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Witch Ancestors: How to Find Witches and Witch Hunters In Your Family Tree
Yo Mama's a Witch!
If we go back in time, we would find that every one of us has a very interesting array of ancestors in our lineage. Some of us may find preachers, movie stars, blacksmiths, even royalty in our family trees. Some of us may even discover we have accused "witches" in our ancestry, and perhaps a few witch hunters too! If we think about how big a family tree can get the further back we go, we can see how this might be possible especially for those who have European ancestry. Hundreds of thousands of people were accused of witchcraft during the Witch Trials that lasted from the fifteenth century through the eighteenth century in various places in Europe so quite a few of us are bound to find at least one accused witch in our lineage. And if you can't find a witch, you might actually find a witch hunter or accuser.
There are various ways to start searching your ancestry for witches and witch hunters, which will be discussed below. Get out your black pointy hats and broomsticks and let's take a ride into the past in search of our most magical witch ancestors!
Finding Your Witch Ancestors: Family Trees
Ancestry.com is a great place to research and document your ancestral line. While it does cost money and time, it is worth both if you can afford it. Now, to warn you, you will have to spend a lot of time researching and documenting your family tree (in most cases) in order to find a link or potential link to a witch or witch hunter ancestor. The reason for this is because most of us don't have the same last name as our witch ancestors, but for those of us who do that makes this a whole lot easier!
Step #1: Build Your Family Tree
So what you'll want to do is go about building your family tree (if you haven't already). If you can't afford an online ancestry database like ancestry.com, you can build a family tree manually. This will probably take you more time and effort but it can be done by talking to people in your family and gathering important documents from family members and libraries, etc. Go back as far as you possibly can until you hit a wall, meaning until you can't find any further ancestors. Sometimes you'll get really lucky and find a story about one of your ancestors while building an online family tree that might tip you off to the fact that one of them might have been a witch or witch hunter. But if not, continue on to step #2.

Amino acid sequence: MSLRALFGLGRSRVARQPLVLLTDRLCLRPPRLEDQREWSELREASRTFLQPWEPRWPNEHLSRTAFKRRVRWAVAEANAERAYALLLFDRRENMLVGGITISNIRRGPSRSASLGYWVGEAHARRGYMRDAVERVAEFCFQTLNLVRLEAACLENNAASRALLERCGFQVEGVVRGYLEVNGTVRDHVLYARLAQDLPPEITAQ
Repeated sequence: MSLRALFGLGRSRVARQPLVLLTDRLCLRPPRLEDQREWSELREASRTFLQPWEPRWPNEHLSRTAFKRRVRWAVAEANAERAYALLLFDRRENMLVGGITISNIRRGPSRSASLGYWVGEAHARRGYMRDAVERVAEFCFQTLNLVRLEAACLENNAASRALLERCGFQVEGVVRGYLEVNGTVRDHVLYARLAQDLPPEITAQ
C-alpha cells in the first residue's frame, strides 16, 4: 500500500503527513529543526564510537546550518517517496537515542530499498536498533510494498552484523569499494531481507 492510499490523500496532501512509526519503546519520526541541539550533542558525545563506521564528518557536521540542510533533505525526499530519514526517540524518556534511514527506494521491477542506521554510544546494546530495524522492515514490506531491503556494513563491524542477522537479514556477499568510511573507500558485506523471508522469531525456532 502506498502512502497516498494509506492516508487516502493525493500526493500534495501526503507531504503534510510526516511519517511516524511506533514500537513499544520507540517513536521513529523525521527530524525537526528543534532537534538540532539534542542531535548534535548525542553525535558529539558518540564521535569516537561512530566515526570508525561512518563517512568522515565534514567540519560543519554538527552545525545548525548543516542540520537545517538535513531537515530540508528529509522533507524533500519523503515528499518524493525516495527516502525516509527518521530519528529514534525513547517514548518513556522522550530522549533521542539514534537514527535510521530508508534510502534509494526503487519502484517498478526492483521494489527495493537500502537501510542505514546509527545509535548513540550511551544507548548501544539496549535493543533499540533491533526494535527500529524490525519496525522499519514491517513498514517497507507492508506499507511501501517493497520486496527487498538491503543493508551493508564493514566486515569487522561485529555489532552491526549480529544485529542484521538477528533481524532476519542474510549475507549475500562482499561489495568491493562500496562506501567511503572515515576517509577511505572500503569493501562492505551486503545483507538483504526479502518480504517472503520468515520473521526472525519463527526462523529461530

Step #2: Build A Simple List
Make a separate list of your family's names. This can be in a word document or on a simple sheet of scrap paper, whatever you'd prefer. Keeping it in alphabetical order is probably smart, too so you can easily find information while researching. Leave some space next to each person's name and begin recording their country of origin (and city/town if you have it). You'll also want to make note of their years of birth and death, if available.
At this point, you can move on to step #3 detailed in the next section.
Searching the Web: Witch Databases
Once you have the skeleton to your family tree and your list of names, you can then begin to research your ancestors via online databases. This may seem like a very daunting task, but trust me it's not so bad once you get started.
Step #3: Research, Research, Research!
You have your list of names, locations and dates, so now you can look online for databases of accused witches. You'll first want to start by looking at the locations of each of your ancestors (i.e. if you have ancestors that came to the United States in the seventeenth century start by searching for a list of names in the Salem Witch Trials). Don't forget that there were witches executed/tried in almost every colony of the U.S. so research each state's list of witches' names before you give up.
Here are a couple sources you can use to find your ancestors that might have been in the Salem Witch Trials:
Salem Witch Trials Documents: this website not only has court documents on the trials but also personal diary entries from the people involved in the Salem Witch Trials. Search for your ancestors' names and info. here.